'Where any State Transport Undertaking is of opinion that for the purpose of providing an efficient, adequate, economical and properly coordinated road transport service, it is necessary in the public interest that road transport services in general or any particular class of such service in relation to any area or route or portion thereof should be run and operated by the State Transport Undertaking, whether to the exclusion, complete or partial, of other persons or otherwise, the State Transport Undertaking may prepare a Scheme giving particulars of the nature of the services proposed to be rendered, the area or route proposed to be covered and such other particulars respecting thereto as may be prescribed, and shall cause every such scheme to be published in the Official Gazette and also in such other manner as the State Government may direct.'

The State Government may approve or modify the Scheme, after consideration of objections and representations and the Scheme as approved when published in the Official Gazette becomes final (Sec 68D). The approved Scheme may be canceled or modified by the State Transport Undertaking after following the procedure laid down in Section 68C and Section 68D so far as it can be made applicable (Section 68E)

(2) The approved Scheme has to be given effect to in the manner provided by Section 68F, which reads:

'(1) Where, in pursuance of an approved scheme any State Transport Undertaking applies in the manner specified in Chapter IV for a stage carriage permit or a public carrier's permit or a contract carriage permit in respect of a notified area or notified route, the Regional Transport Authority shall issue such permit to the State Transport Undertaking, notwithstanding anything to the contrary contained in Chapter IV.

(2) For the purpose of giving effect to the approved scheme in respect of a notified area or notified route, the Regional Transport Authority may, by order,--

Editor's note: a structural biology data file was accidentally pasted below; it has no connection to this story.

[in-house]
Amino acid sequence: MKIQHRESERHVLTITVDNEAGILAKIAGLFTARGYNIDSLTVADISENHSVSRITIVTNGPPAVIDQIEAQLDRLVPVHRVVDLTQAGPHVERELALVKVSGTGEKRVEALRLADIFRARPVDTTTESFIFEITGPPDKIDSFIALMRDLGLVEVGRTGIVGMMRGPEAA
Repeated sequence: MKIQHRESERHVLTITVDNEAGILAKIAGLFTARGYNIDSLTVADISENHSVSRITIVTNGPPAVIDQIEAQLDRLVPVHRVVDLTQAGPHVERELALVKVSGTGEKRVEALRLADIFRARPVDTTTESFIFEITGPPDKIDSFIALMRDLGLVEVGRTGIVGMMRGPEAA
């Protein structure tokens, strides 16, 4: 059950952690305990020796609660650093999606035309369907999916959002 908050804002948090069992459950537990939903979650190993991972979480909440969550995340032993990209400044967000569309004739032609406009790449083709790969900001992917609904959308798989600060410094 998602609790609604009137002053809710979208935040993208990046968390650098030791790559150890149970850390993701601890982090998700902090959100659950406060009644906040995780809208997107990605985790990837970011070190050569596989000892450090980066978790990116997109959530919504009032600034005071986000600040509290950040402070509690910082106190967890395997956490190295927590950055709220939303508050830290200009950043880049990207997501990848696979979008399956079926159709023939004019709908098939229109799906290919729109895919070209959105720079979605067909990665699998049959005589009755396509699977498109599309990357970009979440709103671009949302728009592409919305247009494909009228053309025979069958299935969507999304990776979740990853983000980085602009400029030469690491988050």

(a) refuse to entertain any application for the renewal of any other permit;

(b) cancel any existing permit;

(c) modify the terms of any existing permit so as to-

(i) render the permit ineffective beyond a specified date;

(ii) reduce the number of vehicles authorized to be used under the permit;

(iii) curtail the area or route covered by the permit in so far as such permit relates to the notified area

or notified route.

(3) for the removal of doubts, it is hereby declared that no appeal shall lie against any action taken, or order passed, by the Regional Transport Authority under sub-section (1) or sub-section (2)'

Section 68B provides that the provisions of Chapter IV-A and the Rules and orders made thereunder shall have effect notwithstanding anything inconsistent therewith contained in Chapter IV (for any other law)

(3) When the State Transport Undertaking makes an application for a permit in the manner specified in Chapter IV, in respect of a notified area or notified route, the Regional Transport Authority has no option but to issue the permit asked for As indicated by the opening words of sub-section (2) of Section 68F, the Regional Transport authority is required to give effect to the approved Scheme; it may refuse to entertain an application for renewal of another permit, and in the case of existing permits, cancel or modify the same, as the provisions of the Scheme may require. Clauses (a), (b) and (c) of sub-section (2) indicate the nature of the action which the Regional Transport Authority may take for giving effect to the approved Scheme.